MONGOLIA’S INDEPENDENT INTERNET?
Keywords:information capitalism, Mongolia, social media, surveillance, Internet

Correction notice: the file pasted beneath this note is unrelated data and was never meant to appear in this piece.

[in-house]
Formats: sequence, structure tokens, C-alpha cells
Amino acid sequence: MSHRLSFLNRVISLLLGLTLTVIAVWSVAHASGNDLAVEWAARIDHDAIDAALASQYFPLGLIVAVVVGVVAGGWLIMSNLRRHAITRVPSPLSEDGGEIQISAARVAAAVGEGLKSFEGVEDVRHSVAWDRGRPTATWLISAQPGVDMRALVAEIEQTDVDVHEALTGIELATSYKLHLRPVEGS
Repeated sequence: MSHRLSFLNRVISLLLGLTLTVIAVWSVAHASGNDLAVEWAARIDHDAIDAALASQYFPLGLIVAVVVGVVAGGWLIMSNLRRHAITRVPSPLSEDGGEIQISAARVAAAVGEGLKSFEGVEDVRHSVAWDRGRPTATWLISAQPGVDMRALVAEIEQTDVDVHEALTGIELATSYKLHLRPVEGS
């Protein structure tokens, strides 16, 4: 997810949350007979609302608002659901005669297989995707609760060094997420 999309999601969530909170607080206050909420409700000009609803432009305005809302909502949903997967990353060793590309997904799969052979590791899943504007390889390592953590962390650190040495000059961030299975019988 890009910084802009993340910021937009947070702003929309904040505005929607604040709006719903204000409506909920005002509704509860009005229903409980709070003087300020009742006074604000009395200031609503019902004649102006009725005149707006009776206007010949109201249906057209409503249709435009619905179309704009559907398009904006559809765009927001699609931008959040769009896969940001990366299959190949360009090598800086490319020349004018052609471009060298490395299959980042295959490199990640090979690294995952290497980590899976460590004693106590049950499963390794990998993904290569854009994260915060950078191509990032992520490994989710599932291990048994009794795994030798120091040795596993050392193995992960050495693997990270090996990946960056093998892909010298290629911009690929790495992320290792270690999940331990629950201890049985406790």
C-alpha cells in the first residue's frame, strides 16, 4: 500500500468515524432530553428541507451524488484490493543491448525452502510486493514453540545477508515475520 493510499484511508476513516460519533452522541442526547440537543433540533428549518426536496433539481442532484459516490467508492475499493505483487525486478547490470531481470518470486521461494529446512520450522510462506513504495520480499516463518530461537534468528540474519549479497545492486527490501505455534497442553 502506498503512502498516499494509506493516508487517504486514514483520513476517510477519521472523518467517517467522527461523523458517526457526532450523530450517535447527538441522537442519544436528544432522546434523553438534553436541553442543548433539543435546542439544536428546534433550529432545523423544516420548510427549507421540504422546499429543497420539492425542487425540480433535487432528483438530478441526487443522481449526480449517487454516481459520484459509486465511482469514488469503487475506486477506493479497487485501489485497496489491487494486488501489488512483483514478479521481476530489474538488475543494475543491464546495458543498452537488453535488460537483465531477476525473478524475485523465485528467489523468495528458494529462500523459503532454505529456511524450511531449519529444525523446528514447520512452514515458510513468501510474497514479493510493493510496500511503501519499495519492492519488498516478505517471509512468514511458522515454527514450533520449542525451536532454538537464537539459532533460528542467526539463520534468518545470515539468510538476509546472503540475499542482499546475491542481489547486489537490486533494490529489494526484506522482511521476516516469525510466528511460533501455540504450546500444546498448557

AOIR 2021 conference theme “independence” of the internet provides an opportunity for researchers to reevaluate internet development in the global south by applying theories of “informational capitalism” (Castells, 2000; Schiller, 2000) and “surveillance capitalism” (Suboff, 2019). This paper aims to trace the development of informational society in Mongolia, a 30-year-old democracy in the Central Asian steppe. With a nomadic culture, a Buddhist tradition, and a communist past, Mongolia’s information society has unique encounters with global corporations such as Google, Apple, Facebook, Amazon and Microsoft (GAFAM). The paper focuses on juxtapositions of information society with traditional, cultural, political, and social aspects of Mongolian life. I establish how Mongolia is positioned in various global information society perspectives, by investigating tensions that have not been addressed in this nation’s context of a communist past and an ongoing nomadic lifestyle. I also trace the historic development of information and communication technology (ICT) initiatives during the socialist and post-communist eras. Online speech controversies, misinformation, and commercial speech on social media all tested Mongolia’s new Constitution of 1992. The constitution promulgates a free press and the freedom of speech in the zeitgeist of the 1990s to prioritize the eradication of communist-era political censorship and communist party control. One cannot help but notice the gap in the legal frameworks of Mongolian institutions between the current and the “aspired to” states of democratization and protection of human rights and cultural experiences.